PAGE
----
Oakland, California: Protesters on November 2 in the city where the police actions have galvanized the movementOakland, California: Protesters on November 2 in the city where the police actions have galvanized the movement
 
London: A masked group of school friends aged 11 and 12 pose at the Occupy London Stock Exchange protest camp London: A masked group of school friends aged 11 and 12 pose at the Occupy London Stock Exchange protest camp
 
Frankfurt: Demonstrators outside a branch of Commerzbank on October 29Frankfurt: Demonstrators outside a branch of Commerzbank on October 29
 
Los Angeles: Protesters pass through a tunnel during a march through the downtown financial districtLos Angeles: Protesters pass through a tunnel during a march through the downtown financial district
 
London: A show of solidarity at the Occupy London Stock Exchange protest on October 22London: A show of solidarity at the Occupy London Stock Exchange protest on October 22
 
Hong Kong: The movement stretched to Fat East on October 15Hong Kong: The movement stretched to Fat East on October 15
 

 

  

“I’d start buying shares in Time Warner Inc. “- Rory, Bangor, 6/11/2011 13:36 ….So – These masks are from a film?………. Are Time Warner sponsoring these protests then? – and advertsing their brand in the process? Well thats an unexpected turn then isnt it? Hypocrites!!!! … the anonymous protesters complaining about multi-nationals are wearing a multi-national brand to protest in !!!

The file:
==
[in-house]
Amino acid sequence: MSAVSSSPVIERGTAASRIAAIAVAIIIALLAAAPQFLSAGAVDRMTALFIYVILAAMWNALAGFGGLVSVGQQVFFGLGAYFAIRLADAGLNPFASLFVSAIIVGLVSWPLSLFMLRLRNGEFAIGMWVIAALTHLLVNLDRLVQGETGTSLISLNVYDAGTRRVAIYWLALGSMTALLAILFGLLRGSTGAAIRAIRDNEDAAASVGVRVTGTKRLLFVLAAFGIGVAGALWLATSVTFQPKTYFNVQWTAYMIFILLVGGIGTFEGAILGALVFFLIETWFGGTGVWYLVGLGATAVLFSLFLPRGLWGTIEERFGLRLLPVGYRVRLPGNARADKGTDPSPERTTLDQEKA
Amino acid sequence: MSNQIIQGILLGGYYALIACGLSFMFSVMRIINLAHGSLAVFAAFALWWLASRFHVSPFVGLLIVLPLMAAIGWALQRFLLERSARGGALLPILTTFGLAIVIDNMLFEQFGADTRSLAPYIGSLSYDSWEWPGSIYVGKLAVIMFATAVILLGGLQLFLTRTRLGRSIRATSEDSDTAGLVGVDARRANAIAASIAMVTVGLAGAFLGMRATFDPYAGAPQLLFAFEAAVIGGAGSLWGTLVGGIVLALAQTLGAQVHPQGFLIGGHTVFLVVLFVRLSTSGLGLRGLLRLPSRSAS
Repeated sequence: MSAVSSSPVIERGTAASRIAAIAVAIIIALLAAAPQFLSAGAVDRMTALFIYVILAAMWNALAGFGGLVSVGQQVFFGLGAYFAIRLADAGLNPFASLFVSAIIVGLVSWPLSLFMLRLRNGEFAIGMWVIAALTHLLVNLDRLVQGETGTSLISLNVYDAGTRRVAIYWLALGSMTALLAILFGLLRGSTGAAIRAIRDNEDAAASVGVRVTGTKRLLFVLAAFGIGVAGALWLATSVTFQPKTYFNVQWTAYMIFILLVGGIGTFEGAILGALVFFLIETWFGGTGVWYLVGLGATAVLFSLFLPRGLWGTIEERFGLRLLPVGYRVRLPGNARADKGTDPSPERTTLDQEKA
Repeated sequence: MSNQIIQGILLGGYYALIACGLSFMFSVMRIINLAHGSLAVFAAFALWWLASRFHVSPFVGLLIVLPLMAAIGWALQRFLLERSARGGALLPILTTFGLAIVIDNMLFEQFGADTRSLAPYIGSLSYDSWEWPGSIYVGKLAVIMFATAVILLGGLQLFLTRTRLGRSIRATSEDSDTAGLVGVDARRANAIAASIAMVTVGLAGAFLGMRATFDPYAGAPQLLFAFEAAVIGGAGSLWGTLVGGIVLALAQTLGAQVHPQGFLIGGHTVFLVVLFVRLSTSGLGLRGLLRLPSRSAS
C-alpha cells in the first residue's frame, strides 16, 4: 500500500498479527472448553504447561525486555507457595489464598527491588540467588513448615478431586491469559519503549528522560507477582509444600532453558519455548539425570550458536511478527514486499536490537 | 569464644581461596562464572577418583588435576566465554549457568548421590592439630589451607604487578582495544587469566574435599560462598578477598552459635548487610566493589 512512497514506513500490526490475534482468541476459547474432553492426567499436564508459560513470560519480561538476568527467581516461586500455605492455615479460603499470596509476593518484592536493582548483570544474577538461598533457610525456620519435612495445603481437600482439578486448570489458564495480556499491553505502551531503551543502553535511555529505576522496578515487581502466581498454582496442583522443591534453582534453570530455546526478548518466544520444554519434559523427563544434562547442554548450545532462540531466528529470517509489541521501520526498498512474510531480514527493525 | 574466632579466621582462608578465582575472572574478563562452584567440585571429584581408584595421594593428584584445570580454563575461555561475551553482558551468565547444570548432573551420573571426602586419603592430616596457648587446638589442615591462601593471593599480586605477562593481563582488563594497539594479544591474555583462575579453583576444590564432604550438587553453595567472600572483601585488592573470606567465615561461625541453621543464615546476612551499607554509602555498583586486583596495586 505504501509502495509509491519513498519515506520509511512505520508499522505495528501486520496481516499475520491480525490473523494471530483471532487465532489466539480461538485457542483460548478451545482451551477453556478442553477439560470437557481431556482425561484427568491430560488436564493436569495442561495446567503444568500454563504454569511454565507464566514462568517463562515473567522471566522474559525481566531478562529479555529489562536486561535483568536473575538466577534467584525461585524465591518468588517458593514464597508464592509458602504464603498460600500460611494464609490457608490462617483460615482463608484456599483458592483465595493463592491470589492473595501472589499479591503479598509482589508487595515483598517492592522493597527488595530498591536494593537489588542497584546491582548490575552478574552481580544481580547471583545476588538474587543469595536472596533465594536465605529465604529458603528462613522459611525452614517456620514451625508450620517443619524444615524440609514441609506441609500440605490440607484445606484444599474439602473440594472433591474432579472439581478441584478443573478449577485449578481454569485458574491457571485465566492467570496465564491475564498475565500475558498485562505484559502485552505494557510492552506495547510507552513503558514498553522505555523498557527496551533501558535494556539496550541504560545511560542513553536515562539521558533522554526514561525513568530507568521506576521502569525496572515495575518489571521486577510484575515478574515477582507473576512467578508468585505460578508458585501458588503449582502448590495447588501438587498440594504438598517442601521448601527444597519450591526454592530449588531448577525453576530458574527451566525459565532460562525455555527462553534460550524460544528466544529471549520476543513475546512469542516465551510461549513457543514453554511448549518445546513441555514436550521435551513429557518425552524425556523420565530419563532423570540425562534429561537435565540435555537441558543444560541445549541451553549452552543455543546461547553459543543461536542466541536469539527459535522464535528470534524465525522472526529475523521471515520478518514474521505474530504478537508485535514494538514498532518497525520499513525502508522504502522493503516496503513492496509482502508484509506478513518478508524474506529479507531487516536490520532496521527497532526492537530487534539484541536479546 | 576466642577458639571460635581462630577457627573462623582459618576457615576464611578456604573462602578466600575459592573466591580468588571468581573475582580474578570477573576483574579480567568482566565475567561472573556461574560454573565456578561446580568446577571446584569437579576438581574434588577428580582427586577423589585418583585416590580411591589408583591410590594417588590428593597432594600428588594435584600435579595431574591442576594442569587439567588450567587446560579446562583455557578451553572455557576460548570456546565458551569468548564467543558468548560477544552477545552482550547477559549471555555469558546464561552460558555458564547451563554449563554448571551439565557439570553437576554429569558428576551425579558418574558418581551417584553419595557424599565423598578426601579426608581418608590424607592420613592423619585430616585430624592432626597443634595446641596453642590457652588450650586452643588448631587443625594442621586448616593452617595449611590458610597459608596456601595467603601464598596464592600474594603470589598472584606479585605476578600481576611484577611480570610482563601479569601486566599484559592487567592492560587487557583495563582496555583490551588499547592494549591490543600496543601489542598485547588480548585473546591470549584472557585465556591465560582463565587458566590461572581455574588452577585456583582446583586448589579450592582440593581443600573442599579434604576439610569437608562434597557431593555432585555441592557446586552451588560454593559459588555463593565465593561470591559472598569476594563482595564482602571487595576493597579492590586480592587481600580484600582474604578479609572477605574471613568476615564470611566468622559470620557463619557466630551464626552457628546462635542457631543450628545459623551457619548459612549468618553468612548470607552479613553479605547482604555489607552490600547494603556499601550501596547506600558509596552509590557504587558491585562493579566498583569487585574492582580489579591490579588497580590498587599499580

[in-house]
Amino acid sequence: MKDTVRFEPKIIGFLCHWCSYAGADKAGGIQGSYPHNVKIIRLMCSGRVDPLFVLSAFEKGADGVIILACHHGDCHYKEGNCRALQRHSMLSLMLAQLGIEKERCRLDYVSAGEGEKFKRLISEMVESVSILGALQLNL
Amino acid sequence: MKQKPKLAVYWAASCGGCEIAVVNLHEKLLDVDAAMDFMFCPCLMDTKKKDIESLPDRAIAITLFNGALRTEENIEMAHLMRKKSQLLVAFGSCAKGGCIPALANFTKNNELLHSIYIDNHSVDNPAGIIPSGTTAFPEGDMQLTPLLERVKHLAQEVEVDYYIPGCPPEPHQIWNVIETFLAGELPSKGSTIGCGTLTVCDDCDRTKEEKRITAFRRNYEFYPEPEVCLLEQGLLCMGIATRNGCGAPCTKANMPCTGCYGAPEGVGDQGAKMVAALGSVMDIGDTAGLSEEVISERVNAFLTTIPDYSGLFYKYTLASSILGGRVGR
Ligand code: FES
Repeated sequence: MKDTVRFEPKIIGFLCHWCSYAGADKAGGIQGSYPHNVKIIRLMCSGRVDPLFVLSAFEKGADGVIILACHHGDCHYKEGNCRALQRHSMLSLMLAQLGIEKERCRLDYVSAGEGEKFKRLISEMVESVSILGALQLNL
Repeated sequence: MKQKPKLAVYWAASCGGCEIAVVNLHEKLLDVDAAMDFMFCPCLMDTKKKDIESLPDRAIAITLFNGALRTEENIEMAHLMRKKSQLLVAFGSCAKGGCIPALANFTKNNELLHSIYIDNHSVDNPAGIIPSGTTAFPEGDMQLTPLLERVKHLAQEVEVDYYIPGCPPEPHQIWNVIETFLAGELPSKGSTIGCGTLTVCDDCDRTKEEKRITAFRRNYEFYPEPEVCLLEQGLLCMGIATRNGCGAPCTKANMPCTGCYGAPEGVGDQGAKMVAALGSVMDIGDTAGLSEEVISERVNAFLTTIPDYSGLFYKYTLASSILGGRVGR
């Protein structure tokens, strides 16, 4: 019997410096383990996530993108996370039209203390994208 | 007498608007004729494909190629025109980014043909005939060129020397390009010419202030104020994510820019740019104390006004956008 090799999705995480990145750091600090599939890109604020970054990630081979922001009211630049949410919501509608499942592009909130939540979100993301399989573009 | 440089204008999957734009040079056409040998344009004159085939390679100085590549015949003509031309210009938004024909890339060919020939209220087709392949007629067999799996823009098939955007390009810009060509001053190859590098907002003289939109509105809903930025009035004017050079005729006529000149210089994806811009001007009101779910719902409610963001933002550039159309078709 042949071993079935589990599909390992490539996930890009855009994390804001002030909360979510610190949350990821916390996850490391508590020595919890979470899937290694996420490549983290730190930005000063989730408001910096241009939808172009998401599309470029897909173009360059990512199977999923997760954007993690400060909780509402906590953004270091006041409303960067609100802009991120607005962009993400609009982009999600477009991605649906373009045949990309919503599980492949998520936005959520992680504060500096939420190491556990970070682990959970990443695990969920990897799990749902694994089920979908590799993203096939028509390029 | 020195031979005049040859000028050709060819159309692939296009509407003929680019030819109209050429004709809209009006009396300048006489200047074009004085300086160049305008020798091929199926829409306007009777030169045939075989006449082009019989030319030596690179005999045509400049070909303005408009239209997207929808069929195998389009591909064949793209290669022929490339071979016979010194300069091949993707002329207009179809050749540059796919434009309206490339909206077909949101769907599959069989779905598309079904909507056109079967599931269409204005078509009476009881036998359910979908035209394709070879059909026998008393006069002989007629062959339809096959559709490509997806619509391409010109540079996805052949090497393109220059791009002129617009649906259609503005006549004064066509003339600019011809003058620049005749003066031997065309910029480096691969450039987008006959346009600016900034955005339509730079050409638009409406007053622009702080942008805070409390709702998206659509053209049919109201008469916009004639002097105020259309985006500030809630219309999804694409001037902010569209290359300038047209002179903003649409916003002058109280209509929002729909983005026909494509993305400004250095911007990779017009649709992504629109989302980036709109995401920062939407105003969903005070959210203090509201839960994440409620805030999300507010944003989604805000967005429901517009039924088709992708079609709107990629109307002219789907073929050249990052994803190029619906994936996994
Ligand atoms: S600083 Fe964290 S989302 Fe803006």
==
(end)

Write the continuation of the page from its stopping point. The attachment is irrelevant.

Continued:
>> Students with masks don’t speak for the 99%, IF they don’t move for the remembrance ceremonials I will personally be there to do as much as I can do remove them and i don’t care what I am called, You do not insult the glorious dead. – Gill, middlesbrough…………………. Didn’t our glorious dead die for our freedom? You may call them layabouts but they’re doing more to retrieve control over our nation than you or I are.

 

>> “movie is essentially an American liberals daydream of what they think a world run by neo-cons is like – it was never about that”. – PD, UK……………… The original, original, was written at the time of the Thatcher government by a Brit, and was actually about the people rising up to overthrow the perceived oppressive governement at the time. So actually it was about the neo-cons. The film was made against a backdrop of lieing politicians both side of the pond that many people felt we’d lost any kind of control of. Read the history of the story: it’s worth it. Having said that, I loved the film and only went back to read the story having seen it. Great to see it’s spawning a conciousness against manipulative, spinning, too-media-aware-for-their-own-good polititians and institutions.

– Ken, Scotland, 06/11/2011 14:46

If you remember the first mask that you saw was from the movie “Armadaus”

– Mark, Greenville USA, 06/11/2011 14:10

Click to rate     Rating   4

Just for the record, a little group you may have heard of called Anonymous wear these masks.

– Anonymoose, worcester, england, 06/11/2011 14:00